Basis Risk of Floating Rate Loans

In connection with the likely cessation of LIBOR as a viable index at the end of 2021 or earlier, any borrower with floating rate loans based on LIBOR that has hedged, or plans to hedge, the floating rate exposure on those loans by entering into interest rate swaps should be aware of potential “basis risk.” The basis risk is the potential mismatch between the floating rate paid by the borrower on the hedged loan and the floating rate received by the borrower on the related swap.

Floating Rate Loan Documents

Almost all loan documents with floating rate loans include “fallback” provisions specifying how the floating rate will be determined once LIBOR is no longer available and quoted as a viable floating rate index. Amendments to credit agreements currently being implemented are likely to include updates to these LIBOR fallback provisions, with a floating rate based on Secured Overnight Financing Rate (SOFR) as the likely base of the new floating rate index.

Interest Rate Swaps Post-LIBOR

A borrower’s obligations under an interest rate swap are governed by a separate International Swaps and Derivatives Association (ISDA) Master Agreement (and certain incorporated ISDA Definitions) rather than by the hedged loan documents.  The ISDA Master Agreement also includes fallback provisions that will become applicable once LIBOR is no longer quoted as a viable index. As currently drafted, the ISDA fallback provisions will not be satisfactory to address the permanent unavailability of LIBOR, but ISDA is expected to release amended definitions in July 2020 that specify a more workable alternative floating rate index, which will also be SOFR-based. The new ISDA fallback provision will automatically apply to swaps entered into after the expected September 2021 effective date and ISDA will provide a streamlined method for borrowers and swap providers to agree to apply the new ISDA fallback provisions to existing interest rate swaps entered into before that effective date.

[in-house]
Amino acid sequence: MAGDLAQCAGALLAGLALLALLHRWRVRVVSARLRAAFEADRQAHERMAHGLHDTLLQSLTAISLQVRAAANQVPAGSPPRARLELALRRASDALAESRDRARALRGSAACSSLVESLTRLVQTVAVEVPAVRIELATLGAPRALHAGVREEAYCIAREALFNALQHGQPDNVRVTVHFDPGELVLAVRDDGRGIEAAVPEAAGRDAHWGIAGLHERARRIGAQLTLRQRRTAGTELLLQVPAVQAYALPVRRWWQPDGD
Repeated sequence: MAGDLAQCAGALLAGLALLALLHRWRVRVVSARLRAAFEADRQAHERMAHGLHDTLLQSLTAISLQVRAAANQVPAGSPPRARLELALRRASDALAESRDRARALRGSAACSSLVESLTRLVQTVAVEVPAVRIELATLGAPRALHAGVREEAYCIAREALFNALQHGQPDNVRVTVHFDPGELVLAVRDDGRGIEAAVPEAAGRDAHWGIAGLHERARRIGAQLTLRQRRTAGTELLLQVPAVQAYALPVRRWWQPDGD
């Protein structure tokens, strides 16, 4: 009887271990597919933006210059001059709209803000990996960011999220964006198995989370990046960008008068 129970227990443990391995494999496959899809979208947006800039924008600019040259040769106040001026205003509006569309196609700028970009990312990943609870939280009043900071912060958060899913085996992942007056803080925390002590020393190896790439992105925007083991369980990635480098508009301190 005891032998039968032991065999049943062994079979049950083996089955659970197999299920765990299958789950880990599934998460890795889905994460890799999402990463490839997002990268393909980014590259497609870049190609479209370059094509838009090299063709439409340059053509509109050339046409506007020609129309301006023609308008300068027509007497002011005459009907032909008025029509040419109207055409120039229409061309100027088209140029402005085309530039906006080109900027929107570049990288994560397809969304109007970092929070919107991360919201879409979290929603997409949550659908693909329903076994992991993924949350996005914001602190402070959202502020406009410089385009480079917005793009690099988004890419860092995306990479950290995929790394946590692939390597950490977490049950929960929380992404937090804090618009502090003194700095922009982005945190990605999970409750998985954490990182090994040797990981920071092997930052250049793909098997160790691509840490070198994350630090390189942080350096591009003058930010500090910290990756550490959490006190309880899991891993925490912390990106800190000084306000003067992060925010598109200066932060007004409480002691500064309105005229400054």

Potential Disconnect Between Loan & Swaps

While the fallbacks under both loans and swaps are likely to be based on SOFR, there could be significant differences in the way the ultimate amount payable is determined. For example, there might be variations in the following provisions between the loan and swap fallback provisions that potentially expose a borrower to basis risk:

  • Timing of LIBOR unavailability provisions.
  • Whether SOFR is in advance or arrears.
  • How SOFR is converted from an overnight rate to a term rate that matches the prior LIBOR period.
  • The additional spread to account for SOFR status as a “riskless” rate based on overnight Treasury rates.

Risk Potential

Although any spread between the loan and ISDA fallback rates may be sufficiently small to not be a financial concern, those differences could potentially affect how a borrower accounts for the hedge for GAAP and tax purposes.

Suggested Approach for Handling Floating Rate Loans

Before amending fallback provisions in loan documents for swapped debt or entering into new interest rate swap agreements, borrowers should seek help to analyze how those fallback provisions mesh and the potential implications of any mismatch.

If you have any questions about the transition away from LIBOR to SOFR and its impact on your business, please contact the authors.